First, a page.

WHEN TRAFFIC OBSTRUCTION ARISES.
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Some Legal Aspects of the Cases Where Obstruction of the Road is Caused to or by Vehicles.
(By a Barrister-at-Law.) TBE question of obstruction to traffic is one which 1. frequently arises in town and country alike, and it is clear that that which might be perfectly reasonable in a country district would cease to be so in a busy township.
Generally speaking, before an offence can be established there must be an actual impediment to some other vehicle, although, in a strict sense, this may be unnecessary. For instance, a .vehicle may be left in a certain position, say in the middle of cross-roads or alongside a refuge, thus forcing other traffic on to the wrong side of the road or bringing upon other vehicles an increased risk of collision. There may, indeed, be no real obstruction, as passing traffic might get through by some manner of means. In law, however, an obstruction might arise, for the principle applied would be that impeding a portion of the highway amounts to the same thing as impeding the whole of it.
In order to constitute an offence it is not essential that anyone in particular should be obstructed, provided that the course of conduct of the alleged offender be such as might be likely to give rise to inconvenience to other traffic.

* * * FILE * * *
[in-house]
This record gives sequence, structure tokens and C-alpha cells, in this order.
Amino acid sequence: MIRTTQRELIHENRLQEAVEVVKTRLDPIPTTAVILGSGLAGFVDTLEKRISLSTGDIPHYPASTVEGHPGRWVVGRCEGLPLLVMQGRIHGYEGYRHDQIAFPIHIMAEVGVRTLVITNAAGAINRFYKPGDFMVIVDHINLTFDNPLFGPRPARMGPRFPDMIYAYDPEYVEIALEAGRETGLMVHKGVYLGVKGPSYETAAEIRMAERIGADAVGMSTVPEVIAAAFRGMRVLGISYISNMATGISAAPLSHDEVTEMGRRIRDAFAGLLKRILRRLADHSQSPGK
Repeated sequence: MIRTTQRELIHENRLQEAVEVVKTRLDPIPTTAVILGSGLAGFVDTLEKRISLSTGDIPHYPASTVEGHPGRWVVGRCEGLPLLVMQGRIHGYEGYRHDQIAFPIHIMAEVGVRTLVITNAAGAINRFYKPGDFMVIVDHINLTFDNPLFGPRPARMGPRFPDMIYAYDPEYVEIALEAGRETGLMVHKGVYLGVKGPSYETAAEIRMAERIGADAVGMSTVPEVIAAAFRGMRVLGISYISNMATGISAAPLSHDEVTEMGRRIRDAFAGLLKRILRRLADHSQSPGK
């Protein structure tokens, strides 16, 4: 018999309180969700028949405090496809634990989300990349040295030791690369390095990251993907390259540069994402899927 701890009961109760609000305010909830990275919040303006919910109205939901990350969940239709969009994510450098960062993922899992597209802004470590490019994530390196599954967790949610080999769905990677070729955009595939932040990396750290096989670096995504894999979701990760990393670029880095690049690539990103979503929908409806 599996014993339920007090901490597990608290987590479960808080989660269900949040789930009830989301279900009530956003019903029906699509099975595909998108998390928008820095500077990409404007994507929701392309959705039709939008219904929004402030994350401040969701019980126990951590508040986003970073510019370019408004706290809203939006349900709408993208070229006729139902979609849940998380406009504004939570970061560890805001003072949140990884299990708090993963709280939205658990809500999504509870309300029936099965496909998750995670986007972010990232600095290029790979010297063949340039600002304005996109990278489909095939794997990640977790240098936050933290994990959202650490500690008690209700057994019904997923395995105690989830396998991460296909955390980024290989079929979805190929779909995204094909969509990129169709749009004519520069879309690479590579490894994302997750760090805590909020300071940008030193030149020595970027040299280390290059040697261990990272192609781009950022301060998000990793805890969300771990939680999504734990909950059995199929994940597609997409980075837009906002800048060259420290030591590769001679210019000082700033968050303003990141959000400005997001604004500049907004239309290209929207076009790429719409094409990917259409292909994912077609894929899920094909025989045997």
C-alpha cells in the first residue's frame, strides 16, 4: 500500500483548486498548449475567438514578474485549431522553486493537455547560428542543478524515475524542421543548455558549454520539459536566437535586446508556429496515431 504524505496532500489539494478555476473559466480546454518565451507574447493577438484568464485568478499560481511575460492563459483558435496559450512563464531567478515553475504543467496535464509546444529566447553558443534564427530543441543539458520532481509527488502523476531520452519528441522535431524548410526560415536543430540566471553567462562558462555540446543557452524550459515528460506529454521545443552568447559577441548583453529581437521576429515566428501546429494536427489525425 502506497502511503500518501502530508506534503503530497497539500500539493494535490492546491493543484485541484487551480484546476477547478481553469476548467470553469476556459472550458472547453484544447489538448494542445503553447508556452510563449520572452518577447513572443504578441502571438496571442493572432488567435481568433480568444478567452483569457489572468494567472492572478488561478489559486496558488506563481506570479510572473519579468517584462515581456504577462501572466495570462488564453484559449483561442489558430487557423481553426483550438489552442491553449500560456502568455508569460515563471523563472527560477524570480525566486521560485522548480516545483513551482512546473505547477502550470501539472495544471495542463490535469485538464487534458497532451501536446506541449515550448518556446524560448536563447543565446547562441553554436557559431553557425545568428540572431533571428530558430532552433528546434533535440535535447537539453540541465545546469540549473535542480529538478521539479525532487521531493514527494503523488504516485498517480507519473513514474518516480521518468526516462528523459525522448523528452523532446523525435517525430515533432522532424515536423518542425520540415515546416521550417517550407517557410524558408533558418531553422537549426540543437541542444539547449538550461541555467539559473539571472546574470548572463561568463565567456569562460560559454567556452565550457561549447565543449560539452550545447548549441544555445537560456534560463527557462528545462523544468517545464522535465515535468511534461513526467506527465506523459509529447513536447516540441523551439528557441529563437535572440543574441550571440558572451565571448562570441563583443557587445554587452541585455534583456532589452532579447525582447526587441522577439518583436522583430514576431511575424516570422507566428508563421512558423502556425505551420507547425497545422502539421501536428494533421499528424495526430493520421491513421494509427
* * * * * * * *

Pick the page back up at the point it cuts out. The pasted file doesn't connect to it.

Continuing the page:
The rule is that anyone using a highway must so use it as not to cause a nuisance to others. Of course, a nuisance may arise in many ways, such as by the excessive sounding of a hooter, or horn, or by permitting an engine to run with over-much noise. So, too, the obstruction of other traffic may establish a nuisance, and for any such nuisance the offending party may be prosecuted and convicted, whilst he can also be proceeded against for damages by any person who has sustained injury or loss therefrom.
For a police prosecution the nuisance must be on public property, but damages can be claimed for obstruction on private property. The obstruction by one vehicle of another in the approach to a parking ground or private market place would be one instance of this.
The whole question must be one of fact, for it will be seen that obstruction may include quite a number of different acts. The underlying principle is the unreasonable UGC of the road.
Whether a vehicle creating the obstruction is in motion or stationary does not matter. A slow vehicle may persist in sticking to the middle of the road, so that faster vehicles cannot pass, and thus cause obstruction.
It will be understood that there is no rigid right for a fast-going vehicle to ,have room to overtake a Slow vehicle, and that such a fast-going vehicle is impeded does not, in itself, amount to obstruction. It must depend on the particular circuhistances. The Highways Act of 1835 makes it an offence for a driver to omit to draw to the left when overtaken by other traffic, but this does not, of course, necessarily render him guilty because he drives in the centre of the highway, and the judges have been pc rticular in such cases to make it clear that, where there is no other traffic about a driver may drive on any part of the road he likes. ' Wilfulness and unreasonableness are always essential elements in obstruction offences.